Al­der­men want to boost ma­ter­nity leave for city man­agers

Chicago Sun-Times - - POLITICS | CITY BEAT - BY FRAN SPIEL­MAN City Hall Re­porter

Chicago’s 3,182 non- union em­ploy­ees would get up to 12 weeks of paid ma­ter­nity leave and up to four weeks of paid parental leave for the birth or adop­tion of a child, un­der a ben­e­fit pack­age pro­posed this week by in­flu­en­tial al­der­men.

Ald. Pat O’Con­nor ( 40th), chair­man of the City Coun­cil’s Com­mit­tee on Work­force De­vel­op­ment and Ald. Mar­garet Lau­rino ( 39th), the Coun­cil’s pres­i­dent pro- tem, said it’s high time the city guar­an­tee for top man­agers ben­e­fits that have be­come stan­dard fare in pri­vate in­dus­try.

“There are re­ally no ad­vo­cates for the ben­e­fits of those in­di­vid­u­als like those folks that are union­ized. So ev­ery once in a while, you have to look at their ben­e­fit pack­age so you con­tinue . . . to at­tract young pro­fes­sion­als look­ing at the ben­e­fit pack­ages of pro­gres­sive com­pa­nies that have much bet­ter pack­ages than we do,” said O’Con­nor, Mayor Rahm Emanuel’s City Coun­cil floor leader.

“It helps us com­pete. It helps us to be a more fam­ily- friendly em­ployer. Those ex­tra weeks are good for the child’s health. It’s good for the health of the mother and the fa­ther.”

For years, City Hall had no ma­ter­nity pol­icy for its fe­male em­ploy­ees. In­stead, preg­nant women were forced to store up un­used sick days, va­ca­tion days and un­paid fam­ily leave, and then rush back to work.

When Emanuel took of­fice, one of the first things he did was to or­der a re­view of em­ployee leave poli­cies with an eye to­ward of­fer­ing paid ma­ter­nity leave to the 10,767 women who were then on the city pay­roll.

“I don’t think we can af­ford not to. It’s time for Chicago, as it re­lates to its em­ploy­ment pol­icy, to come into the 21st cen­tury,” the mayor said then. “That is the right pol­icy, both for the em­ployer and the em­ployee.”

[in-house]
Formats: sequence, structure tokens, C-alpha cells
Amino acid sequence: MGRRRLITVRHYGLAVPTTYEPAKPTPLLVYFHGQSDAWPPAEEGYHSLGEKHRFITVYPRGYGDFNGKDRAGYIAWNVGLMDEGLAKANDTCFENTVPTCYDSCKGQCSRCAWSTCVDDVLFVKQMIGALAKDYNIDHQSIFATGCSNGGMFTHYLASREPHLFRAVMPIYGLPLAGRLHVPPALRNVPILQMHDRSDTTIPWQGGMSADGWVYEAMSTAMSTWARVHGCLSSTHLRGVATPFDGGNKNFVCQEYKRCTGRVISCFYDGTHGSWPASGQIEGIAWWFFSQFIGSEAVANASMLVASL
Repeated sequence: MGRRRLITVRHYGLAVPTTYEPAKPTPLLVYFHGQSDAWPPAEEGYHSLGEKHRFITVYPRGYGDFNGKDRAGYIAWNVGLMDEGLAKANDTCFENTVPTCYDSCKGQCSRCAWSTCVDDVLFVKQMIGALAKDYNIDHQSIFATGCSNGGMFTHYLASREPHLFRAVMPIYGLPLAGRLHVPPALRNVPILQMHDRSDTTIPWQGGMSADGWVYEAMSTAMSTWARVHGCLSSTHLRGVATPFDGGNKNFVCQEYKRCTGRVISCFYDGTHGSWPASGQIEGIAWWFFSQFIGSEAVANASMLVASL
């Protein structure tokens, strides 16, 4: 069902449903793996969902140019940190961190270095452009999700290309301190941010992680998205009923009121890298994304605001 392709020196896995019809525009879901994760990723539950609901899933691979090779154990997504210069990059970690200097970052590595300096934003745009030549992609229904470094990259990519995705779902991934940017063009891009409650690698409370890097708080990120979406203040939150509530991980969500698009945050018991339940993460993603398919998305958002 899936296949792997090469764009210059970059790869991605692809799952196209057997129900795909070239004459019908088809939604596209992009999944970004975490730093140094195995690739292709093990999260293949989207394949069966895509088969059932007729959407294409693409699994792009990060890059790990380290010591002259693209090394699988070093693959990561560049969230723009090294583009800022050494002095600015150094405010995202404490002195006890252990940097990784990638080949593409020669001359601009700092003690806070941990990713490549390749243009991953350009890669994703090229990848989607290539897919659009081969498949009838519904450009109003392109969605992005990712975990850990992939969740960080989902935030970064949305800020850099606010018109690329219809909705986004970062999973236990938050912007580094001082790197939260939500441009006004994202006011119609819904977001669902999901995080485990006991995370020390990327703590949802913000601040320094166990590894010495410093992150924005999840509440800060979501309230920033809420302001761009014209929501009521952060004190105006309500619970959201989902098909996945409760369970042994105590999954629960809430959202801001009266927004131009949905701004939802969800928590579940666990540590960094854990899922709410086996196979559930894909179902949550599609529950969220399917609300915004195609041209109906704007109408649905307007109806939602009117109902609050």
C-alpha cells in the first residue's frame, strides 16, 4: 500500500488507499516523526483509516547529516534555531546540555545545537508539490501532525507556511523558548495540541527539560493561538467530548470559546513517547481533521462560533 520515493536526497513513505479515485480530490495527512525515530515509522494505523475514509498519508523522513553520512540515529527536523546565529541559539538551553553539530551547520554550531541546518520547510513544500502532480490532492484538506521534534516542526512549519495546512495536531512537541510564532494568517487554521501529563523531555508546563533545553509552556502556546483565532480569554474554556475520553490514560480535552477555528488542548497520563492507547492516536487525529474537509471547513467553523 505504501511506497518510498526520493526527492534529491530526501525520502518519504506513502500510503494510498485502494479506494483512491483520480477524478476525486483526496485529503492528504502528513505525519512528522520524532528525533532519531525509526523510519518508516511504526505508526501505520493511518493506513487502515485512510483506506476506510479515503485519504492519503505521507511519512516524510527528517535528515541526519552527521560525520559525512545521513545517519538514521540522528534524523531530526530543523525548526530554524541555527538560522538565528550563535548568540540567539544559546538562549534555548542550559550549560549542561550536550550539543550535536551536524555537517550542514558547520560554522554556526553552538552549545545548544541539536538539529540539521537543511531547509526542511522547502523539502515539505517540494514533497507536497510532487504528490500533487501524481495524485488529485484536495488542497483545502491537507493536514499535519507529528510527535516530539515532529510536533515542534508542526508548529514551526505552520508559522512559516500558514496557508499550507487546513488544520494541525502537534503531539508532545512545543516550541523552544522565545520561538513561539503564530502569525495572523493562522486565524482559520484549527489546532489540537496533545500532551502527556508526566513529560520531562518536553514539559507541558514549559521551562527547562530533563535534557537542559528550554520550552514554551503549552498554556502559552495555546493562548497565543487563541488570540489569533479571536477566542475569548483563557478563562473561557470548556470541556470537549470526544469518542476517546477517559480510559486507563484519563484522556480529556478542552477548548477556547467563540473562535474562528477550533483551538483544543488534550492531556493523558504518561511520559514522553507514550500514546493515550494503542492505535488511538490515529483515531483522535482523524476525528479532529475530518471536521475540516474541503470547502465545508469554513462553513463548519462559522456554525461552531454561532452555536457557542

The res­o­lu­tion that O’Con­nor and Lau­rino in­tro­duced at Wed­nes­day’s City Coun­cil meet­ing is more gen­er­ous than the six weeks of ma­ter­nity leave of­fered by the mayor.

It would al­low “up to twelve weeks paid parental leave to a birth mother to re­cover from de­liv­ery of a child; up to four weeks paid parental leave for the birth of a child . . . to a spouse or do­mes­tic part­ner of the birth mother and up to four weeks paid parental leave for the adop­tion of a child.”

The pol­icy would ap­ply to “all non- union em­ploy­ees” el­i­gi­ble for ben­e­fits un­der the Fam­ily and Med­i­cal Leave Act.

“I don’t think it’s overly gen­er­ous. It’s just a recog­ni­tion that there are com­pa­nies that are much more at­trac­tive to young pro­fes­sion­als,” O’Con­nor said. “We want to com­pete for the best of the best.”

O’Con­nor said he ex­pects the new pol­icy to be “rev­enue- neu­tral” be­cause, un­like snow plow driv­ers or 911 cen­ter call tak­ers, city man­agers don’t need to be re­placed.

Last fall, al­der­men were told that Chicago’s 911 cen­ter was still strug­gling to get a han­dle on run­away over­time be­cause 49 per­cent of call tak­ers are on “some type of ” ab­sence tied to FMLA.

“There’s a dif­fer­ence between FMLA and hav­ing a baby,” O’Con­nor said. “It’s tough to fake hav­ing a baby.”

Ald. Mar­garet Lau­rino ( 39th) and Ald. Pat O’Con­nor ( 40th)


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